Posts Tagged ‘Hitch Planet’
Once again I got a last minute plea from the CBC to appear on the evening news to talk about the announcement of an increase in tolls next month. It seemed to me that there was little to say, and that over an hour’s travel for a few minutes screen time not very productive, but they sent a camera man to Arbutus Village and I stood in the park. I did not know that the new technology they use relies on the cell phone network, which is why those trucks with dish antennas are no longer needed. When my segment got broadcast it was very obviously cut short as the sign off was missing. I had been asked what the solution was to increasing tolls – and clearly the CBC did not like the answer. I had managed to get in a shot at how the much vaunted lowest income tax in Canada has been brought about by increases in all kinds of fees and charges – tolls, MSP premiums, ferry fares – and how wages were not keeping pace with the increasing cost of of living in the region.
But it was only later that I realized that I had missed on a real solution. My moment d’escalier was the memory of how people coped with tolls (and SOV line ups) on the Golden Gate Bridge by forming last minute car pools. These days no-one has to risk anything by lining up at on ramps. You can – of course – do it on-line. If the increase from $3.00 to $3.15 a crossing is a real issue for you go check out car pool, rideshare and van pool information on Translink ‘s web page. You can easily avoid the congestion on the Patullo and halve the cost of the toll. You can also share rides on Hitch Planet.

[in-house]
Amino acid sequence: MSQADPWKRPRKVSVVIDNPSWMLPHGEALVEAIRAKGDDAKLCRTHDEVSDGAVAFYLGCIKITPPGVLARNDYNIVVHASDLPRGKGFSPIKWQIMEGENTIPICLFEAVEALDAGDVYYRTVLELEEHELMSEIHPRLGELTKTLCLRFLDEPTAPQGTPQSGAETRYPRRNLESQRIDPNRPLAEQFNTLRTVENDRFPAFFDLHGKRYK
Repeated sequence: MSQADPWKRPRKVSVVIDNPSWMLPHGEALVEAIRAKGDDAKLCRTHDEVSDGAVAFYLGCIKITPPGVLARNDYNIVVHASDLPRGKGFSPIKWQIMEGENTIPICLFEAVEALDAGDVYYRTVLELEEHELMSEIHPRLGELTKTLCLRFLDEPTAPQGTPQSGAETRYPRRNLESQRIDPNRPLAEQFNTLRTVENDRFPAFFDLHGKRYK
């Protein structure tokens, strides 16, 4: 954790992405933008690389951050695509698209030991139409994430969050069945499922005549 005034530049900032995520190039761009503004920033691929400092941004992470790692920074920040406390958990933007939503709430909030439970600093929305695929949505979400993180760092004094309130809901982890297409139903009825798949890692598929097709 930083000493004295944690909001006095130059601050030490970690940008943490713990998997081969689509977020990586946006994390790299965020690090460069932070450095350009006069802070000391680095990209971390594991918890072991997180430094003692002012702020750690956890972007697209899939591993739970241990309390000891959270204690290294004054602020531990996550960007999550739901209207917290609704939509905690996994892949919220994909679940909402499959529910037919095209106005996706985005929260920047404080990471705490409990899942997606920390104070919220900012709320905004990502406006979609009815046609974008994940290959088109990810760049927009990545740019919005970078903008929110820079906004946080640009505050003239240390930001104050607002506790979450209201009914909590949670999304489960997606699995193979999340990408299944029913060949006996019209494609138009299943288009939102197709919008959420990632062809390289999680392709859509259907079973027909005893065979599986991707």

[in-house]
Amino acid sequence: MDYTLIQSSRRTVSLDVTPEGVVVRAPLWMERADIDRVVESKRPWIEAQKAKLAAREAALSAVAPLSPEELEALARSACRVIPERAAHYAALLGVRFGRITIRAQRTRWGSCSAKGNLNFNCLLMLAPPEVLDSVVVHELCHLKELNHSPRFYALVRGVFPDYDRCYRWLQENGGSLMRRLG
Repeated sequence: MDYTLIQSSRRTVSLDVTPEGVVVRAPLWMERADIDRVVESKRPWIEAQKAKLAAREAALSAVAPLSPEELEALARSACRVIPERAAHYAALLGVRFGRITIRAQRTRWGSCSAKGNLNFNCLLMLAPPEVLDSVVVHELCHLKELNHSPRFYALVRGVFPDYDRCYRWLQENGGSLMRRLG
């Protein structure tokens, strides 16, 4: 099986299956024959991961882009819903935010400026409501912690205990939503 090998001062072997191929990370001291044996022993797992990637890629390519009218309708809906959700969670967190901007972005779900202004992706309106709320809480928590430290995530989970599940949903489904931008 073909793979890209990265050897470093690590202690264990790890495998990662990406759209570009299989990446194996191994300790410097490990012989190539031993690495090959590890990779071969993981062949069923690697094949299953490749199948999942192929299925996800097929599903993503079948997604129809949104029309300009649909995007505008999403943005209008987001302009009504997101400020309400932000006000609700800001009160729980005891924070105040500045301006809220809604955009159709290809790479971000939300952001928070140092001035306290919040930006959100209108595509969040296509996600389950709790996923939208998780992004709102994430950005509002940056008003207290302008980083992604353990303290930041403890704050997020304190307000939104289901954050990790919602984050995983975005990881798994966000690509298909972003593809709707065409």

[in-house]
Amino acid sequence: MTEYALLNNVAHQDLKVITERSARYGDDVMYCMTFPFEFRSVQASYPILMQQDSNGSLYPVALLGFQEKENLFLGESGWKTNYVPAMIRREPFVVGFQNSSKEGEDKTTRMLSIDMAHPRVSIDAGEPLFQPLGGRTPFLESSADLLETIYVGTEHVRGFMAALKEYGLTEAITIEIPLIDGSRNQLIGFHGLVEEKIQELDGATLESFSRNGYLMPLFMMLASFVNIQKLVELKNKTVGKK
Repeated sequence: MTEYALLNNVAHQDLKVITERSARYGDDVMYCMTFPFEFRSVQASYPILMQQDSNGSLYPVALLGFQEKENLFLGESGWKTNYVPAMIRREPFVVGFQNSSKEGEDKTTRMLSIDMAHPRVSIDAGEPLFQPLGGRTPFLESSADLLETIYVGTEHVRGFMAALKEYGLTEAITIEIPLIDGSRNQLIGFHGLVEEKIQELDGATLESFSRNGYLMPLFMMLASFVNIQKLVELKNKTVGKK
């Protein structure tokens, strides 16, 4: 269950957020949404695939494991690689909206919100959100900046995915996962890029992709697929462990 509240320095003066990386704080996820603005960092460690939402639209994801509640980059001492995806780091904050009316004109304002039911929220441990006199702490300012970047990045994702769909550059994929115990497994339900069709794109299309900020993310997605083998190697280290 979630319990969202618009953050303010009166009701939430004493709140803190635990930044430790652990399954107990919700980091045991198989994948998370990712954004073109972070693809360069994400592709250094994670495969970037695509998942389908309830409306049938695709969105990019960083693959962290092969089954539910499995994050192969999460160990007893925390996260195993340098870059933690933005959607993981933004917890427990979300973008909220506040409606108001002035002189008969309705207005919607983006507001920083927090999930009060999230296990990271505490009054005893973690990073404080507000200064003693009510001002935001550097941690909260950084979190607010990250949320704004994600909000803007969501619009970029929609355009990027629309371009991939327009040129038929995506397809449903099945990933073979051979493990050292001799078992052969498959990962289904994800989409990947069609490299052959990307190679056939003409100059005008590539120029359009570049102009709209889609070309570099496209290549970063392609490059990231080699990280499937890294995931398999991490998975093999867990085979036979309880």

There were a couple of graphics that I had sent the CBC producer that did not make it to air, which is a shame. The first is a good effort by Jeff Nagel using recent data to show how people have been gradually getting used to paying $3. I personally doubt the $0.15 will cause much more than a short term blip, but I do think people are right to expect more increases in future. The toll company blames their rising operating costs – but if interest rates start increasing that will be the real stimulus for faster toll rises.
The second one is a bit older, and is from Sightline, and shows how the real traffic data compares to the forecasts
The red line should just dribble across a bit further. It certainly has not been sticking up like the forecasters thought.